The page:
4 Page 4 Volume 11 Issue 2 Safety information borrowed from CALFIRE Defensible Space is your property s front line defense against wildfire. Creating and maintaining defensible space around your home can dramatically increase your home s chance of surviving a wildfire and improves the safety of firefighters defending your property. 100 feet of defensible space is requires by law. Check out current community news at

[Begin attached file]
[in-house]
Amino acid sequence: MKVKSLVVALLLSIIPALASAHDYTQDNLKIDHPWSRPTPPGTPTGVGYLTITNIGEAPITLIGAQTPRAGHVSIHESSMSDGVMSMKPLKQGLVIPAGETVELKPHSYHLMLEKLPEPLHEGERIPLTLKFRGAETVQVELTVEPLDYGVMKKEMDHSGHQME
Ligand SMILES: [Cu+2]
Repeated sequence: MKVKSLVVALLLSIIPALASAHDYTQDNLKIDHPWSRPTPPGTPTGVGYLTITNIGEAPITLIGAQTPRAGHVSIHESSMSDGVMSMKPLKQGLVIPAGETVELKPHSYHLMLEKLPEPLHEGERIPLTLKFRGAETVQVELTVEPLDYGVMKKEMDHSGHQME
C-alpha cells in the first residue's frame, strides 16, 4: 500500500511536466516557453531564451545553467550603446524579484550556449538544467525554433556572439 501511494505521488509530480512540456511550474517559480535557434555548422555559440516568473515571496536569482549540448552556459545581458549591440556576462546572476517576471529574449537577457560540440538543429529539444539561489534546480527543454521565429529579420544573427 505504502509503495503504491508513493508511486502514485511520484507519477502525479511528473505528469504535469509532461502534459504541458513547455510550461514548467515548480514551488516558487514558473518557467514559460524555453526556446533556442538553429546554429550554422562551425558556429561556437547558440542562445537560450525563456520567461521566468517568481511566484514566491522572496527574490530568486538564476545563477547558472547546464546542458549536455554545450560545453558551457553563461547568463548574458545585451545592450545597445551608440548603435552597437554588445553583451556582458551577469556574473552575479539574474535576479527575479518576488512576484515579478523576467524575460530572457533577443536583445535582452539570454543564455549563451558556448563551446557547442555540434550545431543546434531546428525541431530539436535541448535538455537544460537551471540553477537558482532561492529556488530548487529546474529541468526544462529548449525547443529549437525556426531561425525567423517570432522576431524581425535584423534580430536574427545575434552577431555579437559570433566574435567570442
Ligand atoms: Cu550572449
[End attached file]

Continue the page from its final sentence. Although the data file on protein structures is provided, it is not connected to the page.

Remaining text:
5 Page 5 Volume 11 Issue 2 On Being Prepared by Mill Creek Canyon C.E.R.T. Congratulations to our most recent group of 18 CERT graduates completing the Basic course in April We had 12 residents from Forest Falls and Mountain Home Village which make up the Mill Creek Canyon program base communities as well as a few friends from Angelus Oaks (which has their own program) and residents of near-by Mentone and Yucaipa. The Basic course, which is provided for FREE from San Bernardino County and our own resident volunteers, is a 21 hour training program including Disaster Preparedness, Fire Suppression including live practice with a fire extinguisher, Disaster Medical concepts, Light Search & Rescue concerns, and more. Other courses that can be offered beyond the Basic course include Disaster Communications (Radio techniques), Animal Response (how to deal with pets, livestock and wildlife in disaster scenarios), advanced training on all the chapters in the Basic course and more. If any of these CERT (Community Emergency Response Team) disaster preparedness trainings seem like something you would be interested in, call Paul Tetreault at to get on the waiting list or discuss calendars. Because of the recent huge precipitation, this Summer has lots of grasses and weeds popping up and drying out, that is big-time fuel for fire. Please remember to maintain 100 feet of defensible space around your home. Clear the grasses, trim the low hanging trees up to 6 feet above the ground. Help our community be Fire Safe. Mountain Gardening by Megan Danner Recently we have experienced the beauty of spring. It is the time of year I enjoy one of my favorite flowers our mountain climate allows for, the lilac. It is a brief time that we enjoy these flowers. In May they bloom from 2 to 6 weeks. Lilacs come in seven colors but we usually see the common lilac syringa vulgaris which is various shades of purple. The lilac is a hearty low maintenance plant. It can grow from 5 to 15 feet tall and attracts butterflies. It enjoys full sun with more than six hours of light. Make sure to water lilac in the summer after flowering. Do not fertilize or water this plant before it blooms as this will give you a much heartier bloom. Shortly after the blooms have faded it is time to prune. Simply clearing out some of the deadwood and remaining suckers is enough. You can transplant those suckers to new areas by simply placing them in the ground a few inches deep. It takes a few years for the plant to fully regrow and will look a little sad at first but it is an easy transplant to do. If you have an old lilac that has not produced good blooms for a while you can drastically cut Chapter 2 - Fire Supression Two recent CERT graduates putting out a fire under the watchful eye of local Forest Falls Firefighter Terry Uldricks For those who have already taken the Basic course and want to review or perhaps those who have started the course but did not finish, check the Mill Creek Canyon CERT page on Facebook, MillCreekCanyonCERT/ for more training opportunities. For more ideas on being prepared, check out the C.E.R.T Website: Check out old issues of the Bear Facts at Lilac - Genus Syringa (many species and varieties) the plant down to about 6 to 8 inches from the ground. After 2 to 3 years the bush will return and should produce beautiful hearty flowers again. So this summer show the lilacs a little care after the bloom and you will see the reward next spring. If you would like to add lilac to your garden keep in mind it is a large plant that need lots of room and light. It is best to plant new suckers or plants in late summer or early fall. Lilacs are somewhat bare in the winter but the rewards of spring blooms are worth it. Just an interesting sidenote lilac blooms are edible! The fragrant flowers can be candied, made into jam, used as cake decoration, or just a colorful addition to a salad. Remember all are welcome to join the Frozen Green Thumb Garden Club. Come check us out on the third Monday of each month or stop by our annual plant sale this year on June 3rd. Happy gardening this summer.